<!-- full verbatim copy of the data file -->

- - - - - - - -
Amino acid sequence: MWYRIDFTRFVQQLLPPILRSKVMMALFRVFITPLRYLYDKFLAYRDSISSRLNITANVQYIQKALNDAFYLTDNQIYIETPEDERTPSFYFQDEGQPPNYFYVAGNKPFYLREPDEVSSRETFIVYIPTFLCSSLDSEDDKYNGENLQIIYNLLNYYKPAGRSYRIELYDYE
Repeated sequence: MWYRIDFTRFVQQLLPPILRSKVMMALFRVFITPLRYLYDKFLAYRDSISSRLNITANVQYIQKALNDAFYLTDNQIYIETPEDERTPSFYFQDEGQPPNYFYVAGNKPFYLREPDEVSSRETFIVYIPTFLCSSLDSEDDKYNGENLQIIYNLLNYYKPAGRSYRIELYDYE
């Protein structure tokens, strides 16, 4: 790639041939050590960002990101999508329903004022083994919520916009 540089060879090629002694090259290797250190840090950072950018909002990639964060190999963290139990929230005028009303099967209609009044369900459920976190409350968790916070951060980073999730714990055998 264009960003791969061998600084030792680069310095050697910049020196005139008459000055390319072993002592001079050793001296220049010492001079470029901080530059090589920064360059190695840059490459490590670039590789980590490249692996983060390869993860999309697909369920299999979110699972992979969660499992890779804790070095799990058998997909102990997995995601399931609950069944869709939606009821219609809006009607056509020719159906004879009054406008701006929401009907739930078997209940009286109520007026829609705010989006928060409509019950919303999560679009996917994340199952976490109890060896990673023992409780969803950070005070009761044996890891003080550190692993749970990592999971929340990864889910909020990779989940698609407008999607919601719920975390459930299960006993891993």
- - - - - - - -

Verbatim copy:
Amino acid sequence: MWYRIDFTRFVQQLLPPILRSKVMMALFRVFITPLRYLYDKFLAYRDSISSRLNITANVQYIQKALNDAFYLTDNQIYIETPEDERTPSFYFQDEGQPPNYFYVAGNKPFYLREPDEVSSRETFIVYIPTFLCSSLDSEDDKYNGENLQIIYNLLNYYKPAGRSYRIELYDYE
Repeated sequence: MWYRIDFTRFVQQLLPPILRSKVMMALFRVFITPLRYLYDKFLAYRDSISSRLNITANVQYIQKALNDAFYLTDNQIYIETPEDERTPSFYFQDEGQPPNYFYVAGNKPFYLREPDEVSSRETFIVYIPTFLCSSLDSEDDKYNGENLQIIYNLLNYYKPAGRSYRIELYDYE
């Protein structure tokens, strides 16, 4: 790639041939050590960002990101999508329903004022083994919520916009 540089060879090629002694090259290797250190840090950072950018909002990639964060190999963290139990929230005028009303099967209609009044369900459920976190409350968790916070951060980073999730714990055998 264009960003791969061998600084030792680069310095050697910049020196005139008459000055390319072993002592001079050793001296220049010492001079470029901080530059090589920064360059190695840059490459490590670039590789980590490249692996983060390869993860999309697909369920299999979110699972992979969660499992890779804790070095799990058998997909102990997995995601399931609950069944869709939606009821219609809006009607056509020719159906004879009054406008701006929401009907739930078997209940009286109520007026829609705010989006928060409509019950919303999560679009996917994340199952976490109890060896990673023992409780969803950070005070009761044996890891003080550190692993749970990592999971929340990864889910909020990779989940698609407008999607919601719920975390459930299960006993891993």